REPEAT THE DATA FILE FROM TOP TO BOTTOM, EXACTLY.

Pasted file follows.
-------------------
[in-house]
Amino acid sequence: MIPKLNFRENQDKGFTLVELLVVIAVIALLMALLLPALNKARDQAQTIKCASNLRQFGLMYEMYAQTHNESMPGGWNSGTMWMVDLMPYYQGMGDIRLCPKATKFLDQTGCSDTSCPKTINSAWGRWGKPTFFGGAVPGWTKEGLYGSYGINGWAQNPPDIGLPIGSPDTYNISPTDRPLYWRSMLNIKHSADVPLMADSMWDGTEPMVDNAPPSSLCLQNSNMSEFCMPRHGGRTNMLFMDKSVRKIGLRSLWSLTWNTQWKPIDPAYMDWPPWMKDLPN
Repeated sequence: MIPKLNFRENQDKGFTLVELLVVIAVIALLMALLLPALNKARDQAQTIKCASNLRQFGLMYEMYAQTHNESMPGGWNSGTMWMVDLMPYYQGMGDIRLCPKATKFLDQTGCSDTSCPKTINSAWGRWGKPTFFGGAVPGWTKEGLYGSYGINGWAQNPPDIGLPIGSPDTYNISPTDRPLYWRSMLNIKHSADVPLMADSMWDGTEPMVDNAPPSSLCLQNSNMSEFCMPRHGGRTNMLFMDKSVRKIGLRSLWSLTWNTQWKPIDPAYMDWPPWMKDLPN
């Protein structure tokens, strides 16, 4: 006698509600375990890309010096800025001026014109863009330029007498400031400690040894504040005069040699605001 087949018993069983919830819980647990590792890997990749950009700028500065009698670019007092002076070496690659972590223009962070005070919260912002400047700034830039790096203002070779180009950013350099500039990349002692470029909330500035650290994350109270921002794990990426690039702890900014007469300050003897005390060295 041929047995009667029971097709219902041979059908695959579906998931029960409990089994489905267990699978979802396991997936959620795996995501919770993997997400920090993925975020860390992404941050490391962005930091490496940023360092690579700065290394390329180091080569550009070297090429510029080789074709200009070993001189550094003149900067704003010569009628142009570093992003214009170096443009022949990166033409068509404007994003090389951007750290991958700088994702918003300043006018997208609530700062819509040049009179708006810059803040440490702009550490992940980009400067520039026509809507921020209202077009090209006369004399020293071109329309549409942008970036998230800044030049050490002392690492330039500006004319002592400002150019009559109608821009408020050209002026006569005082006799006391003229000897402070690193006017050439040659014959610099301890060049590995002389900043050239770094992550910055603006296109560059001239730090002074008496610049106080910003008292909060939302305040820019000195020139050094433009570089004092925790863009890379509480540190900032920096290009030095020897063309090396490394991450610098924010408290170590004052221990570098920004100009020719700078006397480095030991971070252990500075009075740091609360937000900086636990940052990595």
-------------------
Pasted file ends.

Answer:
[in-house]
Amino acid sequence: MIPKLNFRENQDKGFTLVELLVVIAVIALLMALLLPALNKARDQAQTIKCASNLRQFGLMYEMYAQTHNESMPGGWNSGTMWMVDLMPYYQGMGDIRLCPKATKFLDQTGCSDTSCPKTINSAWGRWGKPTFFGGAVPGWTKEGLYGSYGINGWAQNPPDIGLPIGSPDTYNISPTDRPLYWRSMLNIKHSADVPLMADSMWDGTEPMVDNAPPSSLCLQNSNMSEFCMPRHGGRTNMLFMDKSVRKIGLRSLWSLTWNTQWKPIDPAYMDWPPWMKDLPN
Repeated sequence: MIPKLNFRENQDKGFTLVELLVVIAVIALLMALLLPALNKARDQAQTIKCASNLRQFGLMYEMYAQTHNESMPGGWNSGTMWMVDLMPYYQGMGDIRLCPKATKFLDQTGCSDTSCPKTINSAWGRWGKPTFFGGAVPGWTKEGLYGSYGINGWAQNPPDIGLPIGSPDTYNISPTDRPLYWRSMLNIKHSADVPLMADSMWDGTEPMVDNAPPSSLCLQNSNMSEFCMPRHGGRTNMLFMDKSVRKIGLRSLWSLTWNTQWKPIDPAYMDWPPWMKDLPN
């Protein structure tokens, strides 16, 4: 006698509600375990890309010096800025001026014109863009330029007498400031400690040894504040005069040699605001 087949018993069983919830819980647990590792890997990749950009700028500065009698670019007092002076070496690659972590223009962070005070919260912002400047700034830039790096203002070779180009950013350099500039990349002692470029909330500035650290994350109270921002794990990426690039702890900014007469300050003897005390060295 041929047995009667029971097709219902041979059908695959579906998931029960409990089994489905267990699978979802396991997936959620795996995501919770993997997400920090993925975020860390992404941050490391962005930091490496940023360092690579700065290394390329180091080569550009070297090429510029080789074709200009070993001189550094003149900067704003010569009628142009570093992003214009170096443009022949990166033409068509404007994003090389951007750290991958700088994702918003300043006018997208609530700062819509040049009179708006810059803040440490702009550490992940980009400067520039026509809507921020209202077009090209006369004399020293071109329309549409942008970036998230800044030049050490002392690492330039500006004319002592400002150019009559109608821009408020050209002026006569005082006799006391003229000897402070690193006017050439040659014959610099301890060049590995002389900043050239770094992550910055603006296109560059001239730090002074008496610049106080910003008292909060939302305040820019000195020139050094433009570089004092925790863009890379509480540190900032920096290009030095020897063309090396490394991450610098924010408290170590004052221990570098920004100009020719700078006397480095030991971070252990500075009075740091609360937000900086636990940052990595």